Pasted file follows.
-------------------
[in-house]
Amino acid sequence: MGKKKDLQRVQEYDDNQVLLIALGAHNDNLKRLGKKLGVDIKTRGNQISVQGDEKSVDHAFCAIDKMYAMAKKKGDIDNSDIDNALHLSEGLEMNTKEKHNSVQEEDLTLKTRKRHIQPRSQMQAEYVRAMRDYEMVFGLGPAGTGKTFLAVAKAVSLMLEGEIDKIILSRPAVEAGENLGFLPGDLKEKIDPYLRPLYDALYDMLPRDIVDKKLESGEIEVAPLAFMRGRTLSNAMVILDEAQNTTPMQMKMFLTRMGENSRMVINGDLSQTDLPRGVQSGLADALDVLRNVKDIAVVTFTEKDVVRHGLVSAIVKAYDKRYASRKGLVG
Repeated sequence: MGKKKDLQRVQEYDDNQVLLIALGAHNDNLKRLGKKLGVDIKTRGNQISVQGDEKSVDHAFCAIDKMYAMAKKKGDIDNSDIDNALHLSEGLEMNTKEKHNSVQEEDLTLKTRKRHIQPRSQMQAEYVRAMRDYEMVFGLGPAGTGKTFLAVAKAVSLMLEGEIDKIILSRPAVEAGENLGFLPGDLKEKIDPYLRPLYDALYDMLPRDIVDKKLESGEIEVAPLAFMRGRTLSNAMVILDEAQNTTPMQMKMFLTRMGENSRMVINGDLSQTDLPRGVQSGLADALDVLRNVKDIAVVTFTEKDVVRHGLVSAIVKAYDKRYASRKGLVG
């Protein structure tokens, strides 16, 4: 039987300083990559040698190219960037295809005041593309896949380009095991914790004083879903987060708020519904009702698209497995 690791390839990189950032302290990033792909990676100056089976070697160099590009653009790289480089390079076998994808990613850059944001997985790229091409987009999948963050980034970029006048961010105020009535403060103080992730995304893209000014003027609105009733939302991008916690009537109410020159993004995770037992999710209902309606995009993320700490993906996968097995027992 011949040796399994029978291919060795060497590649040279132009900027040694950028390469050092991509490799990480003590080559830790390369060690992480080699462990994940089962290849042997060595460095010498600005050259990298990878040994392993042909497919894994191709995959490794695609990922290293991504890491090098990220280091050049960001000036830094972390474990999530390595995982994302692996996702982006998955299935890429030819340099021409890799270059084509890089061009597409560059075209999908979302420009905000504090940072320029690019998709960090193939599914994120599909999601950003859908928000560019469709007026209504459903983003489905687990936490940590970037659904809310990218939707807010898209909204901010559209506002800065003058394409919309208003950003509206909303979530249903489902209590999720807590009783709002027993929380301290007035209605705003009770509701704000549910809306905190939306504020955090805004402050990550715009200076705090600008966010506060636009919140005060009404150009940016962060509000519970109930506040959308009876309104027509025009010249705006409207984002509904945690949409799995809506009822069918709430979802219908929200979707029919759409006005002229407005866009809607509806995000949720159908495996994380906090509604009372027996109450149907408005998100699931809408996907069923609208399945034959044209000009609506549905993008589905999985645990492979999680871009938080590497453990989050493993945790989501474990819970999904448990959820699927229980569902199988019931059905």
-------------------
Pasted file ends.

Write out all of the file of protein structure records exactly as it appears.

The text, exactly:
[in-house]
Amino acid sequence: MGKKKDLQRVQEYDDNQVLLIALGAHNDNLKRLGKKLGVDIKTRGNQISVQGDEKSVDHAFCAIDKMYAMAKKKGDIDNSDIDNALHLSEGLEMNTKEKHNSVQEEDLTLKTRKRHIQPRSQMQAEYVRAMRDYEMVFGLGPAGTGKTFLAVAKAVSLMLEGEIDKIILSRPAVEAGENLGFLPGDLKEKIDPYLRPLYDALYDMLPRDIVDKKLESGEIEVAPLAFMRGRTLSNAMVILDEAQNTTPMQMKMFLTRMGENSRMVINGDLSQTDLPRGVQSGLADALDVLRNVKDIAVVTFTEKDVVRHGLVSAIVKAYDKRYASRKGLVG
Repeated sequence: MGKKKDLQRVQEYDDNQVLLIALGAHNDNLKRLGKKLGVDIKTRGNQISVQGDEKSVDHAFCAIDKMYAMAKKKGDIDNSDIDNALHLSEGLEMNTKEKHNSVQEEDLTLKTRKRHIQPRSQMQAEYVRAMRDYEMVFGLGPAGTGKTFLAVAKAVSLMLEGEIDKIILSRPAVEAGENLGFLPGDLKEKIDPYLRPLYDALYDMLPRDIVDKKLESGEIEVAPLAFMRGRTLSNAMVILDEAQNTTPMQMKMFLTRMGENSRMVINGDLSQTDLPRGVQSGLADALDVLRNVKDIAVVTFTEKDVVRHGLVSAIVKAYDKRYASRKGLVG
């Protein structure tokens, strides 16, 4: 039987300083990559040698190219960037295809005041593309896949380009095991914790004083879903987060708020519904009702698209497995 690791390839990189950032302290990033792909990676100056089976070697160099590009653009790289480089390079076998994808990613850059944001997985790229091409987009999948963050980034970029006048961010105020009535403060103080992730995304893209000014003027609105009733939302991008916690009537109410020159993004995770037992999710209902309606995009993320700490993906996968097995027992 011949040796399994029978291919060795060497590649040279132009900027040694950028390469050092991509490799990480003590080559830790390369060690992480080699462990994940089962290849042997060595460095010498600005050259990298990878040994392993042909497919894994191709995959490794695609990922290293991504890491090098990220280091050049960001000036830094972390474990999530390595995982994302692996996702982006998955299935890429030819340099021409890799270059084509890089061009597409560059075209999908979302420009905000504090940072320029690019998709960090193939599914994120599909999601950003859908928000560019469709007026209504459903983003489905687990936490940590970037659904809310990218939707807010898209909204901010559209506002800065003058394409919309208003950003509206909303979530249903489902209590999720807590009783709002027993929380301290007035209605705003009770509701704000549910809306905190939306504020955090805004402050990550715009200076705090600008966010506060636009919140005060009404150009940016962060509000519970109930506040959308009876309104027509025009010249705006409207984002509904945690949409799995809506009822069918709430979802219908929200979707029919759409006005002229407005866009809607509806995000949720159908495996994380906090509604009372027996109450149907408005998100699931809408996907069923609208399945034959044209000009609506549905993008589905999985645990492979999680871009938080590497453990989050493993945790989501474990819970999904448990959820699927229980569902199988019931059905």